Of all the professional hubris I've observed in software developers, perhaps the greatest sin of all is that we consider ourselves typical users. We use the computer obsessively, we know a lot about how it works, we even give advice to friends and relatives. We are experts. Who could possibly design software better than us superusers? What most developers don't realize is how freakishly outside the norm we are. We're not even remotely average-- we are the edge conditions. I've often told program managers: if you are letting me design your software, your project is in trouble.
This is a companion discussion topic for the original blog entry at: http://www.codinghorror.com/blog/2004/09/the-rise-and-fall-of-homo-logicus.html
Indeed - who was it who first observed that making things complex is a simple task, while making things simple is complex?
“Indeed - who was it who first observed that making things complex is a simple task, while making things simple is complex?”
I’m thinking of UNIX and LINUX in particular. How many years have they had to develop a decent UI? 20? 25? And counting. It’s a hard problem, and developers aren’t good at it. Linux is the hardest of the hard core developers and they arguably suck the most at it. Which is kind of what I was saying.
“We are not one-dimensional automotons.”
Well, like most generalizations, it exists because it’s true most of the time. Many developers are terrible at UI design, largely because they can’t relate to “normal” users. Is it possible for developers to transcend this limitation and moonlight as UI designers? Sure. But bear in mind this is additional work above and beyond traditional software engineering skills, which is quite complicated already. It’s a very full plate, which is why I like to see a division of labor. Developers of course should have input, but only those developers who have the discipline to realize that they are NOT representative users!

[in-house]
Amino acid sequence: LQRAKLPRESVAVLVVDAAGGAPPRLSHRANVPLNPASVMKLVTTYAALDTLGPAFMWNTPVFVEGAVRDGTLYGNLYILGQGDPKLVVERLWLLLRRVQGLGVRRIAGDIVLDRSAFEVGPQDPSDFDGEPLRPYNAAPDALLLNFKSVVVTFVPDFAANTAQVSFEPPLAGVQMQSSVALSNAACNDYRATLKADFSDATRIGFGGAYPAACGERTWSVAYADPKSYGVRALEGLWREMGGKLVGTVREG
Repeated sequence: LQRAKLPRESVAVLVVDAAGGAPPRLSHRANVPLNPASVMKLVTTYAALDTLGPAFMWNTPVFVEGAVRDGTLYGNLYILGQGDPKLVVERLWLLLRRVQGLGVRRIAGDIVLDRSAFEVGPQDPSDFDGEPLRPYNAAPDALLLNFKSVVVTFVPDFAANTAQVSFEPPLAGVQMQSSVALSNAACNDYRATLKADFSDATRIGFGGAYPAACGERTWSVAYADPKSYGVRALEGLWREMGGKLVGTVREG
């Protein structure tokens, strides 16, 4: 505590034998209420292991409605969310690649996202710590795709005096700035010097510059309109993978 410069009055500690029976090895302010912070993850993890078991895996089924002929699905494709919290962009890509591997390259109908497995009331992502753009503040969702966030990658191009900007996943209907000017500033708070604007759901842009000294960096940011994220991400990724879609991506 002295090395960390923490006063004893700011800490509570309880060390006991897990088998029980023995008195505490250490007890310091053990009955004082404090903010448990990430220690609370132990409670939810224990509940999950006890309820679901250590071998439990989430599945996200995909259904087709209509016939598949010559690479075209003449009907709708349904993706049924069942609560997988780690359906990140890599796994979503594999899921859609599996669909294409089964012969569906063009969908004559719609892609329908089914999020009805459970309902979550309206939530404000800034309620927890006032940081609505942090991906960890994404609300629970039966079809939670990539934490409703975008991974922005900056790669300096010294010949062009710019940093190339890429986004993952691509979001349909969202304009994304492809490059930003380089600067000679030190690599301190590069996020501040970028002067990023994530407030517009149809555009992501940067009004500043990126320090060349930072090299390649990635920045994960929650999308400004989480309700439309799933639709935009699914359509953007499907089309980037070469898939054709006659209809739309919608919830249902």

It is something I wish more developers would study and cultivate (buy them a copy of Krug’s Don’t Make Me Think!), because it’s a huge deficiency shared by almost all the developers I’ve known.
“What’s this, a return to the waterfall, except that we’re doing ‘interaction design’ instead of requirements? That’s proven not to work.”
It’s a good point, and I’ve seen it fail in exactly this way. You have to do mini-cycles, and overlap with UI design quite a bit. There’s usually lots of up-front project work to do anyway: researching third party tools, writing proof of concept code for tricky parts, back end design, etc.
I think that you’re falling into the same trap that Alan Cooper has been for years. While programmers clearly interact with software on different footing than other users, it’s well within the realm of the possible for programmers to get outside their own heads, listen, and think like end users. We are not one-dimensional automotons.
I don’t like what Alan Cooper proposes, which is to do ALL interaction design before beginning coding. What’s this, a return to the waterfall, except that we’re doing “interaction design” instead of requirements? That’s proven not to work.
Are the points he raises good? Yes. Is his proposed solution comical in its naivety? Yes again.
Though I get paid to do some programming work, I usually build a UI first in all projects I do. I make the UI work and function for what is needed and then I may go back and rework the code to be slightly more productive.